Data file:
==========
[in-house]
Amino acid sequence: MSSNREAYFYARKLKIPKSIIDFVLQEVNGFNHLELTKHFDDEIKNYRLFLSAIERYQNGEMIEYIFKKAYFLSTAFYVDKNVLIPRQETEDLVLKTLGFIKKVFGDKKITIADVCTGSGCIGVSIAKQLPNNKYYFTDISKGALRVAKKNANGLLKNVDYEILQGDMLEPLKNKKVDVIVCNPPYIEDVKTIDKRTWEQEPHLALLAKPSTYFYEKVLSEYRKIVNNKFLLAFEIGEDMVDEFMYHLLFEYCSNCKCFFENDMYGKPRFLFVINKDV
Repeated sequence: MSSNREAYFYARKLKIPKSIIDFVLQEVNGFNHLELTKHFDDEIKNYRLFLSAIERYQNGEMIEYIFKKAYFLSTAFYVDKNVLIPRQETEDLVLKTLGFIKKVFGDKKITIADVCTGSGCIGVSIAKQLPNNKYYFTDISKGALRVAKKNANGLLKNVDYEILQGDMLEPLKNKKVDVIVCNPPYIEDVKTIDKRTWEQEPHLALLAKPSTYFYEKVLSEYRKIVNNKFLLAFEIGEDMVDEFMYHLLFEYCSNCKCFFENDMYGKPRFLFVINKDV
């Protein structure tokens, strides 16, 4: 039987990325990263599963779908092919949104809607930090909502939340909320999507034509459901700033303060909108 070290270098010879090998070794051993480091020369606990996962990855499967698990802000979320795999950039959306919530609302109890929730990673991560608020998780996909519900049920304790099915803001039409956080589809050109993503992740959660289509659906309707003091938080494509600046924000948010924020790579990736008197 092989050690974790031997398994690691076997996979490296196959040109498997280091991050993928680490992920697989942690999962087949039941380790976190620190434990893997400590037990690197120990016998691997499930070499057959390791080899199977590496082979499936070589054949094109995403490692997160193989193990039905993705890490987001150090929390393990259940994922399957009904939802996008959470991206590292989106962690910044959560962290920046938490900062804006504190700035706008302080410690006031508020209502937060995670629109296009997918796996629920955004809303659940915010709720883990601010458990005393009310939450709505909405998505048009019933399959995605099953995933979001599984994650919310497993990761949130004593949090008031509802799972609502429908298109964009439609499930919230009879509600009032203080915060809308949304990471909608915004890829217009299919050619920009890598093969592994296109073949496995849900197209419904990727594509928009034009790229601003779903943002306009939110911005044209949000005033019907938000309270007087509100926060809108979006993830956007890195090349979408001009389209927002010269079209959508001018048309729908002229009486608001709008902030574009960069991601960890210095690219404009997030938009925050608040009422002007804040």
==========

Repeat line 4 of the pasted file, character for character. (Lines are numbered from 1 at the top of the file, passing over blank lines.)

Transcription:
């Protein structure tokens, strides 16, 4: 039987990325990263599963779908092919949104809607930090909502939340909320999507034509459901700033303060909108 070290270098010879090998070794051993480091020369606990996962990855499967698990802000979320795999950039959306919530609302109890929730990673991560608020998780996909519900049920304790099915803001039409956080589809050109993503992740959660289509659906309707003091938080494509600046924000948010924020790579990736008197 092989050690974790031997398994690691076997996979490296196959040109498997280091991050993928680490992920697989942690999962087949039941380790976190620190434990893997400590037990690197120990016998691997499930070499057959390791080899199977590496082979499936070589054949094109995403490692997160193989193990039905993705890490987001150090929390393990259940994922399957009904939802996008959470991206590292989106962690910044959560962290920046938490900062804006504190700035706008302080410690006031508020209502937060995670629109296009997918796996629920955004809303659940915010709720883990601010458990005393009310939450709505909405998505048009019933399959995605099953995933979001599984994650919310497993990761949130004593949090008031509802799972609502429908298109964009439609499930919230009879509600009032203080915060809308949304990471909608915004890829217009299919050619920009890598093969592994296109073949496995849900197209419904990727594509928009034009790229601003779903943002306009939110911005044209949000005033019907938000309270007087509100926060809108979006993830956007890195090349979408001009389209927002010269079209959508001018048309729908002229009486608001709008902030574009960069991601960890210095690219404009997030938009925050608040009422002007804040």